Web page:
Can you really be a feminist and love fillers?

The word feminist is being thrown about so much in recent months. From debates on equal pay to Trump and Brexit, it seems everyone is standing up to be counted as a feminist. But in a world that’s obsessed with looking good and often looking youthful, can you maintain your feminist standpoint if you choose to partake in injectable treatments like fillers and Botox? I really wanted to take part in this debate, not least because I myself chose to have a treatment done recently, but also because I think this is such a relevant discussion to be having right now.

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Allergan who are the makers of Botox and JUVÉDERM® facial fillers were interested in women’s thoughts on this and commissioned research among over 1,500 women. The results were really interesting.

  • 88% of women agreed you should be free to express your beauty any way you choose
  • 25% of women say they’ve had or would consider facial injectable’s – and of those women, 38% say they have/would keep it a secret

However shockingly over half of the women surveyed believed you couldn’t be a feminist and love fillers.  So, can you call yourself a feminist and still agree and even partake in injectable treatments? These very issues and more were discussed at a recent event hosted by Cosmetic Executive Women and Allergan, where the panel discussed the perception of ageing and the changing attitudes to aesthetic procedures. The key comment for me was;

 “What I find profoundly uncomfortable is attacking a woman who decides to have treatment, on the grounds that it is anti-feminist. Surely, a definition of feminism includes feeling empowered to age the way you want too, without criticism or judgment.”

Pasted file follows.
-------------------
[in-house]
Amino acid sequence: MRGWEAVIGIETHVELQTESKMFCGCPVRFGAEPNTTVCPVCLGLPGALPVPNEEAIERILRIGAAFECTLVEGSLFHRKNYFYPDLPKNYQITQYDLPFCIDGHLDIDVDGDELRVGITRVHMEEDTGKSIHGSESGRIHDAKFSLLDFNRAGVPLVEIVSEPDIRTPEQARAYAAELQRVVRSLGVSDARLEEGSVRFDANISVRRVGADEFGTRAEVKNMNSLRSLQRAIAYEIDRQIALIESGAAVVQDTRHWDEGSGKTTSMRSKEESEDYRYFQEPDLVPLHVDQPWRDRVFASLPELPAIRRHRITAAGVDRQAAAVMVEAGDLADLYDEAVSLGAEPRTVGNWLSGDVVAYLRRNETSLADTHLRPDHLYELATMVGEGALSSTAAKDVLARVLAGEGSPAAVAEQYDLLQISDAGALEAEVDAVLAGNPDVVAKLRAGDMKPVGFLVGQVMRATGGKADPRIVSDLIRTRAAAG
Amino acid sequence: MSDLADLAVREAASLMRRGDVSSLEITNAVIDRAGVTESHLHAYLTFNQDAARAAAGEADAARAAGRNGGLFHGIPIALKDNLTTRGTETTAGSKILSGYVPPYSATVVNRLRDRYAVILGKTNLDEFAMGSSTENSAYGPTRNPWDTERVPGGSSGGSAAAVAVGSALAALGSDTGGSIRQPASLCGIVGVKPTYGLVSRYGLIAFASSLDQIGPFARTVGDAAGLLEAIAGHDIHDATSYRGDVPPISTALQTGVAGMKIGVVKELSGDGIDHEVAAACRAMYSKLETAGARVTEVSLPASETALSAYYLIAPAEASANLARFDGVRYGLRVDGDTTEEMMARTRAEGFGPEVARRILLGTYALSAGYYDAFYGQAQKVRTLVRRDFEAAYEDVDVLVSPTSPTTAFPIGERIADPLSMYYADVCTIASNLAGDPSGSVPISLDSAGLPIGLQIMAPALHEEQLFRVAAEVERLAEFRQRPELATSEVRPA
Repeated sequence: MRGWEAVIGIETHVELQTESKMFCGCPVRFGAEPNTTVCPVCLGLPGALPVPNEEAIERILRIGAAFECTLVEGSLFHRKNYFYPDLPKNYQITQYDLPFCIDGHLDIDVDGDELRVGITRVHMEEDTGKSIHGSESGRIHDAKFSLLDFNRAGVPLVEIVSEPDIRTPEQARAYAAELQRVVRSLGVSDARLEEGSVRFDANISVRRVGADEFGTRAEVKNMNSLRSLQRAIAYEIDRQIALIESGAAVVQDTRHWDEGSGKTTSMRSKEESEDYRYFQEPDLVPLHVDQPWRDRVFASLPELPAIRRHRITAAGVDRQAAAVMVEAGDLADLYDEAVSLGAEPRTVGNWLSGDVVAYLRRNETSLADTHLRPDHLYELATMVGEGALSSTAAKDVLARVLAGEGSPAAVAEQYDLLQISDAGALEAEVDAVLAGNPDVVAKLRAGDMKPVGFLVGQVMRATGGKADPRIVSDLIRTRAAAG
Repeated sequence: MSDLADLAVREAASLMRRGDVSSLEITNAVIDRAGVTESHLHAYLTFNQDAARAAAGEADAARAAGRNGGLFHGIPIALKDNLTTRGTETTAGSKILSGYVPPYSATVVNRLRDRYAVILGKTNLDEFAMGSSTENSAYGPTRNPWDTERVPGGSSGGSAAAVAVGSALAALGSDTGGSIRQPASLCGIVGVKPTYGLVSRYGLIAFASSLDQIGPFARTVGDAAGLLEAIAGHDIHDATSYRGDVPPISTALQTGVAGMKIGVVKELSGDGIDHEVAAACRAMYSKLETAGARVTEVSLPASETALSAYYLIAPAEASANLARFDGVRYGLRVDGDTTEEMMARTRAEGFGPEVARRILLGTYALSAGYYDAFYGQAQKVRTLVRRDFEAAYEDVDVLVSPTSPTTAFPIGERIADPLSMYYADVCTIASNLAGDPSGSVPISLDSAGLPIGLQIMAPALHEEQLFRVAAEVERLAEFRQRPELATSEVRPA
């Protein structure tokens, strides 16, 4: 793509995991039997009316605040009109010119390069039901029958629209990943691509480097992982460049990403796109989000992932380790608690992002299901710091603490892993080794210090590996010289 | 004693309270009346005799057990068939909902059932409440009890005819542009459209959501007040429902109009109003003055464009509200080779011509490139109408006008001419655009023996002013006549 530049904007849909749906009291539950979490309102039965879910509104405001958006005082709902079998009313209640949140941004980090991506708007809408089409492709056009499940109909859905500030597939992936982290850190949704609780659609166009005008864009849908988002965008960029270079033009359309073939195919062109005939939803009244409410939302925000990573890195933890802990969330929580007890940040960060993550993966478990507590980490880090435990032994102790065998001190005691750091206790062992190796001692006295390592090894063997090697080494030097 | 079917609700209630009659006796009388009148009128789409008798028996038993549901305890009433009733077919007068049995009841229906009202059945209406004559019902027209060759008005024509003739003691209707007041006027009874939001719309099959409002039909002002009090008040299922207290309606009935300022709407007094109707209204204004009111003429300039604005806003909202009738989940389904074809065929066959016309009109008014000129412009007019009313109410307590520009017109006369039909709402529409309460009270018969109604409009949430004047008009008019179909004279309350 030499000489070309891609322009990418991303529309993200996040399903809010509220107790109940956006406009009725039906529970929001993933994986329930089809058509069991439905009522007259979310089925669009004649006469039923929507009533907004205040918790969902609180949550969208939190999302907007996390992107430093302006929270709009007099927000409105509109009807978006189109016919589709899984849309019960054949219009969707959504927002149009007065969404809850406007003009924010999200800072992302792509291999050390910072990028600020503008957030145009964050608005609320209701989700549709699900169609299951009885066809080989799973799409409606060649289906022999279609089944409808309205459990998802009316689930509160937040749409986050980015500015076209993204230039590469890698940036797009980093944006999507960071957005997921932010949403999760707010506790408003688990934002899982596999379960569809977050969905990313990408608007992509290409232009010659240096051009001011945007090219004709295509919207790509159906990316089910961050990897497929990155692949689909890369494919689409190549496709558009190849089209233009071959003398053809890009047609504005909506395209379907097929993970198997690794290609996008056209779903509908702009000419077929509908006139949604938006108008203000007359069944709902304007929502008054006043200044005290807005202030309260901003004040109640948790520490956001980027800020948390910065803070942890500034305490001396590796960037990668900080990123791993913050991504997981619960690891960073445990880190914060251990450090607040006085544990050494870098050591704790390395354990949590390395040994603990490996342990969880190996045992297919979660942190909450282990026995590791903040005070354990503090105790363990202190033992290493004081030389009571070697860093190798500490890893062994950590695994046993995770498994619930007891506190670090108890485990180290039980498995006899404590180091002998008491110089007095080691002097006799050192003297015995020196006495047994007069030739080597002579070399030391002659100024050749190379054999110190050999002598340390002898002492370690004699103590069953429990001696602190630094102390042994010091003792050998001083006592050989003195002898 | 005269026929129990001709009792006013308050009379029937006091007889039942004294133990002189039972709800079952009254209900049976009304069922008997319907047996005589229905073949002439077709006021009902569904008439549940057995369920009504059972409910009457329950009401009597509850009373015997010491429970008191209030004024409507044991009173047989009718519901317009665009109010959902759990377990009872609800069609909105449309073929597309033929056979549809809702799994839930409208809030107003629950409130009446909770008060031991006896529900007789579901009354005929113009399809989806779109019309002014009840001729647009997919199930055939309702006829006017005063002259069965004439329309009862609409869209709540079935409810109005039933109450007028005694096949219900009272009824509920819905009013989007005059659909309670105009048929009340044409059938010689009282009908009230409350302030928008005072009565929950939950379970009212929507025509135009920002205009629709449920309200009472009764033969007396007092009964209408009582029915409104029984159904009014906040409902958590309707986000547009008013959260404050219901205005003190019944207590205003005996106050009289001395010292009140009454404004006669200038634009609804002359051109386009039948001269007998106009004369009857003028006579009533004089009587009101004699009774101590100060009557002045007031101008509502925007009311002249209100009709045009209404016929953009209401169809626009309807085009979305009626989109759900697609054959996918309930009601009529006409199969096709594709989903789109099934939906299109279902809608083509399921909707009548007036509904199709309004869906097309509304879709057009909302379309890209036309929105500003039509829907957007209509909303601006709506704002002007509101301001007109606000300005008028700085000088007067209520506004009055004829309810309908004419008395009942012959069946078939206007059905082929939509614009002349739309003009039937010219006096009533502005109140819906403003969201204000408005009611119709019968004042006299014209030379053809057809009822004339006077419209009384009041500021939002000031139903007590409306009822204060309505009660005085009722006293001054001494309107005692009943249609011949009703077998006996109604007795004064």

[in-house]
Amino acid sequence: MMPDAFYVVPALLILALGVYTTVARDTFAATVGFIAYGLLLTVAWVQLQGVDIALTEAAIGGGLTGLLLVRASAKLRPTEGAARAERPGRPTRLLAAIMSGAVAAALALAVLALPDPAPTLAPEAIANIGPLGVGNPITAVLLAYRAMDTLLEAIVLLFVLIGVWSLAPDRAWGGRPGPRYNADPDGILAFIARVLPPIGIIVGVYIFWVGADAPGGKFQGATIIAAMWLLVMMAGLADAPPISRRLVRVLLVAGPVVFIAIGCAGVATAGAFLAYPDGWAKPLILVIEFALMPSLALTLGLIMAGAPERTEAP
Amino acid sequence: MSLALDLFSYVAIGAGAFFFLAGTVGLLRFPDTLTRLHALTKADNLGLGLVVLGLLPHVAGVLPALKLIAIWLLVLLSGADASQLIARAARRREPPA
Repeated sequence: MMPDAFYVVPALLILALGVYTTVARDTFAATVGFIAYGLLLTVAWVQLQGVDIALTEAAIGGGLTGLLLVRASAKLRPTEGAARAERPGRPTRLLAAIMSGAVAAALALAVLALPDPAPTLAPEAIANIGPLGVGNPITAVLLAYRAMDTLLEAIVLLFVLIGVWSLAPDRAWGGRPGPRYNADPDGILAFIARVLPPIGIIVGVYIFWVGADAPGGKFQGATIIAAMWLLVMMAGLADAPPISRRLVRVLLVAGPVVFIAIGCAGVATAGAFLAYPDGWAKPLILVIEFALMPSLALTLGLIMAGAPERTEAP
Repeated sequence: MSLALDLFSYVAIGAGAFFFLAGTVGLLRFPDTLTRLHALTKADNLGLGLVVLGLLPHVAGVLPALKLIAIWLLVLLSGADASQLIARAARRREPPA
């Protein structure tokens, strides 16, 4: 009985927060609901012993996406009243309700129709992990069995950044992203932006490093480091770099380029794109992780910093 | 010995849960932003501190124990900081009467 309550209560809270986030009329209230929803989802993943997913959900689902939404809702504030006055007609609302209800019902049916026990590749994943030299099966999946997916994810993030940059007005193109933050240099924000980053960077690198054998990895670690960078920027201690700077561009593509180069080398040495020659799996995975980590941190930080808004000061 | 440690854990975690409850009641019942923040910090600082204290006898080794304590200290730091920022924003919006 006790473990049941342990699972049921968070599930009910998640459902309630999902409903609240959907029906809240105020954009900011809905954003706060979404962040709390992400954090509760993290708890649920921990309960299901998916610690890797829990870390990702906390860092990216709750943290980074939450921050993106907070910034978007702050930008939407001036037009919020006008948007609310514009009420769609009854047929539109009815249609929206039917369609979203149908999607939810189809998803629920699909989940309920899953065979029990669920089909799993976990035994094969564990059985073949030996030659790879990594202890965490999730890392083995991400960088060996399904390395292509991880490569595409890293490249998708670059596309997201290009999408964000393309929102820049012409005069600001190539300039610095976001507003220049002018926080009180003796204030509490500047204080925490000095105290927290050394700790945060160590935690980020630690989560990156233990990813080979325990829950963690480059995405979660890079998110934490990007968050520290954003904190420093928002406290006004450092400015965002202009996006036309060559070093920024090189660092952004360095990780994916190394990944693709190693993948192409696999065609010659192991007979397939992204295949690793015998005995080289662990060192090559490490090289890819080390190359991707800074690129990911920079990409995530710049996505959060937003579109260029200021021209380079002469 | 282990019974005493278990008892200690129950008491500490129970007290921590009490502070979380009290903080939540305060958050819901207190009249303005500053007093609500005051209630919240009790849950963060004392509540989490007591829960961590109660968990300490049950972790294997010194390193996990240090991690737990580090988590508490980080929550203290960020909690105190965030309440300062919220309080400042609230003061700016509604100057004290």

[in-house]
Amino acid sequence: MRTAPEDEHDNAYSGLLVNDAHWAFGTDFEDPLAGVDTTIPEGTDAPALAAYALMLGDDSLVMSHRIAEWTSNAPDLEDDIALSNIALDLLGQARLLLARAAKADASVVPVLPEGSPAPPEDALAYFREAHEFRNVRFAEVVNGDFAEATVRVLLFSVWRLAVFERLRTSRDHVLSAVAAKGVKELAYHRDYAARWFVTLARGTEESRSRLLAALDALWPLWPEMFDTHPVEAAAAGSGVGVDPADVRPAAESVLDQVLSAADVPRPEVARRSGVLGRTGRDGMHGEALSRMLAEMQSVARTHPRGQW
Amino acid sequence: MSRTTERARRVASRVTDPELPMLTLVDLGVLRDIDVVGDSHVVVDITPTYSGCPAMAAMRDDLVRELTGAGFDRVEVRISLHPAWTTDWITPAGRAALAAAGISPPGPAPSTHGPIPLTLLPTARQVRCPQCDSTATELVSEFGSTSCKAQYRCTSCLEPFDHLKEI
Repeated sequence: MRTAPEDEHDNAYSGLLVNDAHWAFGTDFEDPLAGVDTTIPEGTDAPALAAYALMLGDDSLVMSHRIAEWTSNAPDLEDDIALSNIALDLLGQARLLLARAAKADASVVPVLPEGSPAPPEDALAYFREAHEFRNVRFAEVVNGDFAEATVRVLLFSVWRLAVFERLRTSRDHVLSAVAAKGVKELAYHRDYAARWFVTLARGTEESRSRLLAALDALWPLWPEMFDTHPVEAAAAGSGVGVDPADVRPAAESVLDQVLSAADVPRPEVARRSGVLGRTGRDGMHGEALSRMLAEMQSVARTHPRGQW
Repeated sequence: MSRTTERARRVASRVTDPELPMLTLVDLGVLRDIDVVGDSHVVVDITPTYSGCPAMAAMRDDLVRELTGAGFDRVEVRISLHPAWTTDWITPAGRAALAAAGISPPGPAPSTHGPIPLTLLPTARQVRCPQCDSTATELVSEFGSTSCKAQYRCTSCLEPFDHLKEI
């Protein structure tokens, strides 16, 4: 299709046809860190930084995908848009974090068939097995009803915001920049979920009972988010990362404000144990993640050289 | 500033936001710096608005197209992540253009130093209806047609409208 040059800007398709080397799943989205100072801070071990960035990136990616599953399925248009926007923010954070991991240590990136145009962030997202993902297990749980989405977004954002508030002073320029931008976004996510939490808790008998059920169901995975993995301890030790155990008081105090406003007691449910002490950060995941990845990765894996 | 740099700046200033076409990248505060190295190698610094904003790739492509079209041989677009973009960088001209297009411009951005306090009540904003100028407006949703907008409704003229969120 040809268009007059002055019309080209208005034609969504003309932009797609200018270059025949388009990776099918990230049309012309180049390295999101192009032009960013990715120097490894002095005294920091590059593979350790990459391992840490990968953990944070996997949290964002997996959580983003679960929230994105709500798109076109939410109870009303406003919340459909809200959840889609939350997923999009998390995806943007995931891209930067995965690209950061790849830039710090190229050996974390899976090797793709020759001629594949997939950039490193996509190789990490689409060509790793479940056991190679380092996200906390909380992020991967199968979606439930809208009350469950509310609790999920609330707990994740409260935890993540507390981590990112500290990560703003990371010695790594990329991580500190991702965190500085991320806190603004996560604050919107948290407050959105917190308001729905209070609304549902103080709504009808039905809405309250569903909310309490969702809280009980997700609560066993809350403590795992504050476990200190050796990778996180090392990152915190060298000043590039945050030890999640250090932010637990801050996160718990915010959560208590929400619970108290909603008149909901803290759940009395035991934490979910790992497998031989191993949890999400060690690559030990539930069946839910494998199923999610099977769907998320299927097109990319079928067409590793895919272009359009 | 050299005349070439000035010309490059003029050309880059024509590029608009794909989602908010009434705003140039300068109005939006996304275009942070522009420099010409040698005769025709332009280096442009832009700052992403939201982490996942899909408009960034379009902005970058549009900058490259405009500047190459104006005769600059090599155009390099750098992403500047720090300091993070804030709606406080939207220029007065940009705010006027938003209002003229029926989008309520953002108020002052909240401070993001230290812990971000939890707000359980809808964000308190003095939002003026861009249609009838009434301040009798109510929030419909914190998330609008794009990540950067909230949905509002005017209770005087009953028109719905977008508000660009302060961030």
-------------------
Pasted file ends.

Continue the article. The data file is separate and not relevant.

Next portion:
This pretty much nails my opinion right on the head. I wouldn’t regard myself as a strong feminist I certainly don’t get hotly involved in debates or speak out a lot about feminist issues, but it’s my understanding and belief that feminism works towards women having the power and the choice to make proactive decisions about their own life without gender being an issue.  If I choose to make a decision to have a non-invasive treatment done to improve the way I look and hopefully the way I look at myself, why does this make me any less a feminist? I’m not making the choice to look better for my man or to be viewed more desirable by men I’m doing it for myself.  I was proud that I made a proactive decision to take the plunge and proud that thanks to positive hard work as my own boss I’m in a position to have it done.

There were also comments at the panel about disclosing whether treatments had taken place, as that to not disclose would be misleading people that you looked this way naturally. This is a tricky one. I can see why people don’t share when they have had treatments. There’s most definitely a form of judgement that occurs when people find out you’ve had something done. My family and friends weren’t too positive about my own decision to try Botox. From comments about my face being frozen and my husband constantly staring at my forehead to see if he can notice anything, has made me wish on occasion that I’d kept it a secret. There is still a stigma attached to having treatments like Botox. I live in Essex and there is a perception that you’re going to look plastic like a cast member of Towie